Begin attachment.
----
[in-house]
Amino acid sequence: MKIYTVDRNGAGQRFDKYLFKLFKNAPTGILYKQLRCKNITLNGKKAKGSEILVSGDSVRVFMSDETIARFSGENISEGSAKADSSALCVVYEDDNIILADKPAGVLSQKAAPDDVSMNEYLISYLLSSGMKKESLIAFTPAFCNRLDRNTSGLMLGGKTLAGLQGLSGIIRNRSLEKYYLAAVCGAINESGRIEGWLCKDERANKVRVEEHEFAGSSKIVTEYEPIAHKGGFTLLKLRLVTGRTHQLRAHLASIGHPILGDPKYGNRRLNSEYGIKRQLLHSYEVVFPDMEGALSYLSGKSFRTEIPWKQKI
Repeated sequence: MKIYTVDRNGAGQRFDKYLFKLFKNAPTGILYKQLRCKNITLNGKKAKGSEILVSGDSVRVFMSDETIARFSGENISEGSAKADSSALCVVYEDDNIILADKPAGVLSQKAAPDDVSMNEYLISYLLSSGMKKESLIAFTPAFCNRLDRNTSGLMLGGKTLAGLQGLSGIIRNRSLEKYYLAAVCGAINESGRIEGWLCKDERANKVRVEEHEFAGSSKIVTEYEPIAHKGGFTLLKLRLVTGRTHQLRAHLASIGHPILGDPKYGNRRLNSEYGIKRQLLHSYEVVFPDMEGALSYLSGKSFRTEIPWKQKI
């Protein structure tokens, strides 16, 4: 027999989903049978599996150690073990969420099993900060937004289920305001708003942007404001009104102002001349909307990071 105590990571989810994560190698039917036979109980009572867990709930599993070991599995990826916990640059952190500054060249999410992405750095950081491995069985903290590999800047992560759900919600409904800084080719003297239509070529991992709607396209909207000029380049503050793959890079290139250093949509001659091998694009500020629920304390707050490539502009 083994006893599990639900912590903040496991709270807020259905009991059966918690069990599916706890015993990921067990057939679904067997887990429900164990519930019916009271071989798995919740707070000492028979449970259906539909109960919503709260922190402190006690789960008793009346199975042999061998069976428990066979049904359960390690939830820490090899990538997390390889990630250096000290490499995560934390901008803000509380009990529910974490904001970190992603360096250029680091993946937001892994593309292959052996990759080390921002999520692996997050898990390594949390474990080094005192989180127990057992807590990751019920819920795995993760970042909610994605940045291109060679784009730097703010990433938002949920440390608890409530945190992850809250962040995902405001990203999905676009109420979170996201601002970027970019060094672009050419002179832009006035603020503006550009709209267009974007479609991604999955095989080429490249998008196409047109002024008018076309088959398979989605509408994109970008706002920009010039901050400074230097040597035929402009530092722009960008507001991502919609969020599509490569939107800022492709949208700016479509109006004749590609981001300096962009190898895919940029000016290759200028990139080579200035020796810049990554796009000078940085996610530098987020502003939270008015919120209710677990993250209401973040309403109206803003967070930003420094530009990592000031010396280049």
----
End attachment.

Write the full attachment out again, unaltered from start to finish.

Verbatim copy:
[in-house]
Amino acid sequence: MKIYTVDRNGAGQRFDKYLFKLFKNAPTGILYKQLRCKNITLNGKKAKGSEILVSGDSVRVFMSDETIARFSGENISEGSAKADSSALCVVYEDDNIILADKPAGVLSQKAAPDDVSMNEYLISYLLSSGMKKESLIAFTPAFCNRLDRNTSGLMLGGKTLAGLQGLSGIIRNRSLEKYYLAAVCGAINESGRIEGWLCKDERANKVRVEEHEFAGSSKIVTEYEPIAHKGGFTLLKLRLVTGRTHQLRAHLASIGHPILGDPKYGNRRLNSEYGIKRQLLHSYEVVFPDMEGALSYLSGKSFRTEIPWKQKI
Repeated sequence: MKIYTVDRNGAGQRFDKYLFKLFKNAPTGILYKQLRCKNITLNGKKAKGSEILVSGDSVRVFMSDETIARFSGENISEGSAKADSSALCVVYEDDNIILADKPAGVLSQKAAPDDVSMNEYLISYLLSSGMKKESLIAFTPAFCNRLDRNTSGLMLGGKTLAGLQGLSGIIRNRSLEKYYLAAVCGAINESGRIEGWLCKDERANKVRVEEHEFAGSSKIVTEYEPIAHKGGFTLLKLRLVTGRTHQLRAHLASIGHPILGDPKYGNRRLNSEYGIKRQLLHSYEVVFPDMEGALSYLSGKSFRTEIPWKQKI
């Protein structure tokens, strides 16, 4: 027999989903049978599996150690073990969420099993900060937004289920305001708003942007404001009104102002001349909307990071 105590990571989810994560190698039917036979109980009572867990709930599993070991599995990826916990640059952190500054060249999410992405750095950081491995069985903290590999800047992560759900919600409904800084080719003297239509070529991992709607396209909207000029380049503050793959890079290139250093949509001659091998694009500020629920304390707050490539502009 083994006893599990639900912590903040496991709270807020259905009991059966918690069990599916706890015993990921067990057939679904067997887990429900164990519930019916009271071989798995919740707070000492028979449970259906539909109960919503709260922190402190006690789960008793009346199975042999061998069976428990066979049904359960390690939830820490090899990538997390390889990630250096000290490499995560934390901008803000509380009990529910974490904001970190992603360096250029680091993946937001892994593309292959052996990759080390921002999520692996997050898990390594949390474990080094005192989180127990057992807590990751019920819920795995993760970042909610994605940045291109060679784009730097703010990433938002949920440390608890409530945190992850809250962040995902405001990203999905676009109420979170996201601002970027970019060094672009050419002179832009006035603020503006550009709209267009974007479609991604999955095989080429490249998008196409047109002024008018076309088959398979989605509408994109970008706002920009010039901050400074230097040597035929402009530092722009960008507001991502919609969020599509490569939107800022492709949208700016479509109006004749590609981001300096962009190898895919940029000016290759200028990139080579200035020796810049990554796009000078940085996610530098987020502003939270008015919120209710677990993250209401973040309403109206803003967070930003420094530009990592000031010396280049």